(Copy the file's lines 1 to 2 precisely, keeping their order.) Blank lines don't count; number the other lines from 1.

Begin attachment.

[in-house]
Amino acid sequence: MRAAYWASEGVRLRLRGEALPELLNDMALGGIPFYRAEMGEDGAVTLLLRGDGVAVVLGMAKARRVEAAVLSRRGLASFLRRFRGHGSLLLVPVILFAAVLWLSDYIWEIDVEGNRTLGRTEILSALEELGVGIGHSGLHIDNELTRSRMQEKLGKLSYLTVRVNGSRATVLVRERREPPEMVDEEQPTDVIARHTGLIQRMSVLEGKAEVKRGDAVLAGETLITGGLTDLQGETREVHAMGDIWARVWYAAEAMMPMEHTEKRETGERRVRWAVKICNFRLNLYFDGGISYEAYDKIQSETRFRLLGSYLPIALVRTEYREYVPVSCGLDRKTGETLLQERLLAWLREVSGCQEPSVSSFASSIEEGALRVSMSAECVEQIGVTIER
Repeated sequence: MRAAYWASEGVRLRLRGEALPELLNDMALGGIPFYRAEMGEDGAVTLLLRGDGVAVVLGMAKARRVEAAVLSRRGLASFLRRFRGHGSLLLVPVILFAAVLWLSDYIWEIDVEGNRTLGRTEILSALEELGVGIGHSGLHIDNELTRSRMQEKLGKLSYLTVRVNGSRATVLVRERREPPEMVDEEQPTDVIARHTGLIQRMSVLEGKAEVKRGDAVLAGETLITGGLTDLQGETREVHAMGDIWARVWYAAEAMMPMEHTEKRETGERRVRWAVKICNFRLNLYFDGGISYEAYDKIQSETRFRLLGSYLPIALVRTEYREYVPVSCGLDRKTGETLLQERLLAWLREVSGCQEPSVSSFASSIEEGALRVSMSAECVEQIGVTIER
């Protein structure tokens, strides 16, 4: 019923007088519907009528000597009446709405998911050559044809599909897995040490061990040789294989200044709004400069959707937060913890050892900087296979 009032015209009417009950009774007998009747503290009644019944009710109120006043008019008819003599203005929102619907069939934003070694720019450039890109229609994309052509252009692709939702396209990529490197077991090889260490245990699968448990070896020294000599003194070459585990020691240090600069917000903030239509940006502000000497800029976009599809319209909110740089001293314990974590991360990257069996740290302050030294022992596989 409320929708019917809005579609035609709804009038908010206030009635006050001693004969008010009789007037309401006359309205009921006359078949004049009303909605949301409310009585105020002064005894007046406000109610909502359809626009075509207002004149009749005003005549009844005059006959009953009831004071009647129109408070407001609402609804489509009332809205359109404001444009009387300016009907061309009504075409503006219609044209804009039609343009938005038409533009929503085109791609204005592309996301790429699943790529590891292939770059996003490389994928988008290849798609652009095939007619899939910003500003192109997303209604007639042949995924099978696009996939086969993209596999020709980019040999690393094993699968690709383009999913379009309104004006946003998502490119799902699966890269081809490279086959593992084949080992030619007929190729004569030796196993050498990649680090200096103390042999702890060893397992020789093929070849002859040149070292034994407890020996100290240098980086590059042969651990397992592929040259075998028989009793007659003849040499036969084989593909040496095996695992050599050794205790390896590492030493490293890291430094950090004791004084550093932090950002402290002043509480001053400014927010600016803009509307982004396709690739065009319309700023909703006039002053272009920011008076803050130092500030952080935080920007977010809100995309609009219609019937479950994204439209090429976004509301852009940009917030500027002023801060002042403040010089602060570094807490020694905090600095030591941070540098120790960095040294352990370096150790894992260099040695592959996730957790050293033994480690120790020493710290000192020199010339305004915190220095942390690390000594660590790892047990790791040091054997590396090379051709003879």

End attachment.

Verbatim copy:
[in-house]
Amino acid sequence: MRAAYWASEGVRLRLRGEALPELLNDMALGGIPFYRAEMGEDGAVTLLLRGDGVAVVLGMAKARRVEAAVLSRRGLASFLRRFRGHGSLLLVPVILFAAVLWLSDYIWEIDVEGNRTLGRTEILSALEELGVGIGHSGLHIDNELTRSRMQEKLGKLSYLTVRVNGSRATVLVRERREPPEMVDEEQPTDVIARHTGLIQRMSVLEGKAEVKRGDAVLAGETLITGGLTDLQGETREVHAMGDIWARVWYAAEAMMPMEHTEKRETGERRVRWAVKICNFRLNLYFDGGISYEAYDKIQSETRFRLLGSYLPIALVRTEYREYVPVSCGLDRKTGETLLQERLLAWLREVSGCQEPSVSSFASSIEEGALRVSMSAECVEQIGVTIER